The most amazing thing happened to me on November 28th 2011. I had a baby. Reflecting back on that day, I realize now that it was quite the emotional rollercoaster. There was the initial shock of, “Oh my gosh, I’m in LABOR!”, followed by the flurry of getting to the hospital, notifying family and then actually physically having the baby. Did I mention childbirth really, really hurts? But, enough about that.

Throughout my pregnancy, I prided myself on my laid-back approach towards the whole thing. Aside from the average worries and complaints, pregnancy was a great experience for me. As my due date approached, I kept an open mind, throwing any idea of an actual ‘birth plan’ out the window. The goal was to have a safe delivery, whatever way the doctor saw fit. Luckily, for me and baby, that happened and my son’s birth was the best ending to the most painful and exhilarating experience of my life.

Upon being discharged from the hospital, sleepless nights were followed by sleepless days and we were intoxicated by our overwhelming love for this tiny human. I felt like I was on top of the world! However, about a week after baby arrived, I started to experience some painful headaches and dizzy spells. A couple of days later, I woke up to find that these symptoms were accompanied by complete left-side facial paralysis.

An emotional trip to the emergency room ended with me being diagnosed with Bell’s Palsy, a disorder where the nerve that controls the muscles of the face is so damaged that it results in paralysis. I was stunned.  The doctors told me that the condition was not terminal and only temporary (thank God), but that it would probably take up to six months to regain function of the facial muscles.

The emphasis that we place on vanity in our culture was enough to make the diagnosis upsetting, but when the reality that I may not be able to smile at my son for SIX MONTHS set in, the waterworks really started to flow. There were a lot of things that I expected to happen (or not) after childbirth, but Bell’s Palsy was not one of them. I quickly realized that, subconsciously, I did have a plan and Bell’s Palsy was NOT part of it.

In the week following my diagnosis, I gave in to my grief. Trying to balance keeping a baby alive and having a pity party for myself was difficult, but fortunately I had a great support system around me who helped with the baby and allowed me to mourn the loss of this subconscious plan I had, where everything post-childbirth would be great.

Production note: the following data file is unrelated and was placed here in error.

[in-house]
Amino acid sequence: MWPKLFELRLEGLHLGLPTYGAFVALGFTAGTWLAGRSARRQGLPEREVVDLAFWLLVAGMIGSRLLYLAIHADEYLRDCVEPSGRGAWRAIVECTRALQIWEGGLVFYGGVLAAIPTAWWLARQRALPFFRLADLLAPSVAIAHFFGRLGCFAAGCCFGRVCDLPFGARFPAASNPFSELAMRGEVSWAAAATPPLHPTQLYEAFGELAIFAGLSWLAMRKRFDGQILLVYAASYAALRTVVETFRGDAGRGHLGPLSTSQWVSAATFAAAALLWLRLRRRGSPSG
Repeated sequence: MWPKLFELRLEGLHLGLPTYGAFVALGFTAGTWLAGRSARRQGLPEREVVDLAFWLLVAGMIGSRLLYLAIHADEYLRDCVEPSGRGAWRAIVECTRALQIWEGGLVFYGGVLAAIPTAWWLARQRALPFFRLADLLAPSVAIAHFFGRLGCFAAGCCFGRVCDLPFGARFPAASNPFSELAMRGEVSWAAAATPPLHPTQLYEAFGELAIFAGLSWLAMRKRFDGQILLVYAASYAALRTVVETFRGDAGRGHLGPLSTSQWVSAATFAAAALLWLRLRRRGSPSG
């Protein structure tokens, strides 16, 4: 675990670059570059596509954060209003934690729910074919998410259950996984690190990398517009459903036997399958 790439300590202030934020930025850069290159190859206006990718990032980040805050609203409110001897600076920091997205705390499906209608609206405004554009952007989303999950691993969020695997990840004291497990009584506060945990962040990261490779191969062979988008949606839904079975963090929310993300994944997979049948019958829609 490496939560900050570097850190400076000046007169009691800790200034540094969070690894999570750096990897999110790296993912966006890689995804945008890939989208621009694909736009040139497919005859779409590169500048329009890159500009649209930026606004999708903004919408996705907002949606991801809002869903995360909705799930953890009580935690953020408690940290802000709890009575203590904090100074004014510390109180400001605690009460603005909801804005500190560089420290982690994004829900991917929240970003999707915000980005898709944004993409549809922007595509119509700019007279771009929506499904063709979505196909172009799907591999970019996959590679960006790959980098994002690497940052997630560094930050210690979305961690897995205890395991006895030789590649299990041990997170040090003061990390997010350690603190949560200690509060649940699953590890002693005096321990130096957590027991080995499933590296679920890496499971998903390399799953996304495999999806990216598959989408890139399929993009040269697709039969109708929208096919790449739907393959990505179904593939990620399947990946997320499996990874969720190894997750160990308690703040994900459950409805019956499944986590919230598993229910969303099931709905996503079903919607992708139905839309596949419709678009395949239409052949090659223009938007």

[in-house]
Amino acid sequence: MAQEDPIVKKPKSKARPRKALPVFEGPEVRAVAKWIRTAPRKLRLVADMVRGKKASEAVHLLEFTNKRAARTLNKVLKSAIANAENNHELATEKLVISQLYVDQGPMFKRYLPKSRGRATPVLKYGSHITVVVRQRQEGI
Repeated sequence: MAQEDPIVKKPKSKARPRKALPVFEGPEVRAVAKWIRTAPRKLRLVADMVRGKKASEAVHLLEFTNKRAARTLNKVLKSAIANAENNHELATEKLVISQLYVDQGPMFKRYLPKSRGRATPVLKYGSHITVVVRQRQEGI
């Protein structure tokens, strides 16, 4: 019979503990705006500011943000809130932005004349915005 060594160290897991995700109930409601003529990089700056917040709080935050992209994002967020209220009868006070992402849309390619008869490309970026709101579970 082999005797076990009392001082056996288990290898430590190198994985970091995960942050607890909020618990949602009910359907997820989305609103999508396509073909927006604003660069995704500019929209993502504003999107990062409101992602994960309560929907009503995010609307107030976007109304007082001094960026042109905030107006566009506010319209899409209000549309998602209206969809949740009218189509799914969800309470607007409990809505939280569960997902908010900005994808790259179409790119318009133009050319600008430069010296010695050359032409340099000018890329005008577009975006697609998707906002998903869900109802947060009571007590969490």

One of the most frustrating aspects of Bell’s Palsy is that there is virtually nothing the medical community can do to help treat it. The frustration is magnified when you have a proactive personality like I do. I wanted to do something, anything to help expedite my recovery.

Fortunately, one of my dearest friends is a skilled massage therapist and she was able to get my pain under control, nevermind provide me with amazing emotional and spiritual support. I do believe that massage helped me tremendously, both in my grief journey and in my road to recovery from Bell’s Palsy.

It’s now almost six weeks since the initial diagnosis, and I am happy to report that there has been great improvement in the paralysis. I truly believe that my prayers have been answered, as my smile is one of the first things that is coming back. The simple joy of being able to smile at my baby is one of the greatest gifts I could ask for.

3 days before onset, 3 weeks into recovery, 5 weeks into recovery

As a counselor, I often witness others in grief trying to find the blessings amidst all the chaos that life brings. I am witness to many of ‘plans’ falling apart and the pain that often ensues. Being on the receiving end, as counselors are not exempt, is always an interesting and humbling experience.

In some years, when I am sharing this story with my son, I hope that he will be able to learn something valuable from it. Sure, Bell’s Palsy was not part of my plan, but life isn’t about plans. Life is about growing, learning and blessing others.